(06-06-2012, 03:46 AM)The CatDog Wrote: In the Florida Everglades there is a large problem of people just releasing Boa's out into the wild.

Those people are too irresponsible.
No pets should be released into the wild. Extra penalty should be applied for those who released non-native species on purpose.
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06-06-2012, 02:33 PM,
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ArmyOfDreams Offline
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RE: Do you think people should be allowed to own certain snake species?
I know that Ohio, where I'm at, is about to pass/has passed some laws that make the ownership and movement of large snakes (say, burmese pythons, of which there are about 6-7 at my school) really tricky. Currently they will be staying at the university until such time as there is a place for them and their owner is allowed to move them, but I don't know too many details beyond that.

I am completely a fan of most species being pets, but I must say that I kind of agree with the idea of making it harder to own species that are either extremely difficult to care for/handle, are unusually dangerous, etc. I think the larger snake species are in this group, burms, anacondas, etc., even though they are gorgeous and amazing creatures.

People should just plan better to begin with. So many times people have a pet and guess as to its care, then wonder why there are problems down the road!
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06-06-2012, 03:26 PM,
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Fishbone Offline
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RE: Do you think people should be allowed to own certain snake species?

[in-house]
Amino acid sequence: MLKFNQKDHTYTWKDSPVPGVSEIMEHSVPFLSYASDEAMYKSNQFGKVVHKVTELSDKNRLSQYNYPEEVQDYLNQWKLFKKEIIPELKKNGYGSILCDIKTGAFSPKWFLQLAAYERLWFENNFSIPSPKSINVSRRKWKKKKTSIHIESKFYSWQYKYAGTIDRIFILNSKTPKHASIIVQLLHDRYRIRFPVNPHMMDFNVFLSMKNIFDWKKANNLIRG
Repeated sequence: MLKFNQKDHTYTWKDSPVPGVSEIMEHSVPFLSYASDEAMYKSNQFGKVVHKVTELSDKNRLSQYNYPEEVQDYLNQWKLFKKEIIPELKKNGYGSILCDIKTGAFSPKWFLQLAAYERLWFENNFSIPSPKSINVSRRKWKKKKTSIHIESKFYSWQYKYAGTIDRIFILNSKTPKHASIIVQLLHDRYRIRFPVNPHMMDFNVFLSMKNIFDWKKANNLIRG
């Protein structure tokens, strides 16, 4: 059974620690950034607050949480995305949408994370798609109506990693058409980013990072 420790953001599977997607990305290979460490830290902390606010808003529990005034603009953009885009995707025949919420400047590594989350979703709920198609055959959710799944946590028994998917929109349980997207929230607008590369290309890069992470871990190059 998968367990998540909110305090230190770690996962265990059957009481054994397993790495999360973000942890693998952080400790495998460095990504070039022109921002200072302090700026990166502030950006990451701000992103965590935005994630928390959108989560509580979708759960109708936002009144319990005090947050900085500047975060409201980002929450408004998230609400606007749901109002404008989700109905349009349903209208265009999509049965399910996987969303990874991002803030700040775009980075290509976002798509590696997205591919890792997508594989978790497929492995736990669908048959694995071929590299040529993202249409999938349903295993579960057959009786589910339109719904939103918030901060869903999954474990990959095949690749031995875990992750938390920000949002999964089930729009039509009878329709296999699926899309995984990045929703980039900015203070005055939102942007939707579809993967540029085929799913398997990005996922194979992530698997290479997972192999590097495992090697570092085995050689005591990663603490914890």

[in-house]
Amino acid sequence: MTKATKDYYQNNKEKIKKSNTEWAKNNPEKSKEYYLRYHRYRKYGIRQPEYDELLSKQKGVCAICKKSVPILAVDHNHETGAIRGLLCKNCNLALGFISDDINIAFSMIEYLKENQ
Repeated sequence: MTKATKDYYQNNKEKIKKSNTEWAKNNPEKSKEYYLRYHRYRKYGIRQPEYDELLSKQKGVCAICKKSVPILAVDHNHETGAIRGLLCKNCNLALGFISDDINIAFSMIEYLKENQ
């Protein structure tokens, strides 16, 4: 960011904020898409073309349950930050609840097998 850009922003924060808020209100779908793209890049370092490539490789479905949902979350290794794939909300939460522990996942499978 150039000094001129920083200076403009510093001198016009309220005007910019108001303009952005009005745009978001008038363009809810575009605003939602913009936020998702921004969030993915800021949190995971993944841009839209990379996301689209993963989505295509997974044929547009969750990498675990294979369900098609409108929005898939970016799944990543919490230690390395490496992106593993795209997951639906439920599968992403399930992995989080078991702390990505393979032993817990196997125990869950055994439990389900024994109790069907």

Well, I'm sure there have been irresponsible pet owners that have released & lost giant constrictors. The major problem in the everglades isn't any species of boas, its burmese pythons. And most of the research by SWIFTMUD & the university of florida keep leading back to the theory that the population probably started from mass releases during hurricane andrew. There were, & still are, ALLOT of importers and breeders in south florida. And allot of those facilities were destroyed during that hurricane.

So, depending who's numbers you want to go by, there were between 1,000 –2,000 Burmese pythons adult/sub-adult Burmese pythons released/lost then. Some of them surely died. But even if 25% survived, that is a pretty good start to a breeding population. And, they have been keeping genetic samples of most of the snakes killed and collected, by park rangers, FWC, hunters, local trappers & law enforcement. And apparently all of the samples collected were closely related. And somewhere in the early to mid 90's, there was a ban on importing Burmese from a few areas, and almost all of the imports have been from Vietnam since then. And so far not one snake collected and tested has had any close genetic relation to the Vietnamese populations imported in the last 17-19 years. Not to mention, that when those imports started becoming common, is when most of the “morph” pythons started to appear in private collections. Albinos, greens, labyrinths, etc... I would go as far as to say that it has gotten to where a majority of the Burmese pythons kept in the last 15 years have been carrying one or more of those genetic “morphs”. And not one snake tested yet had any of those genetics. Not to mention, the number of snakes that would have had to be released by owners in the right places to reach the population levels that are out there now, it just doesn't make sense. There aren't enough pet owners close to the everglades to even do it. And most of the kinds of people irresponsible enough to just release an animal where it doesn't belong, isn't going to make a long trip to release one in the everglades, because it would have a better chance of survival. That would require a “responsible” type of person, in a way, I would think. Do some searches for the research info.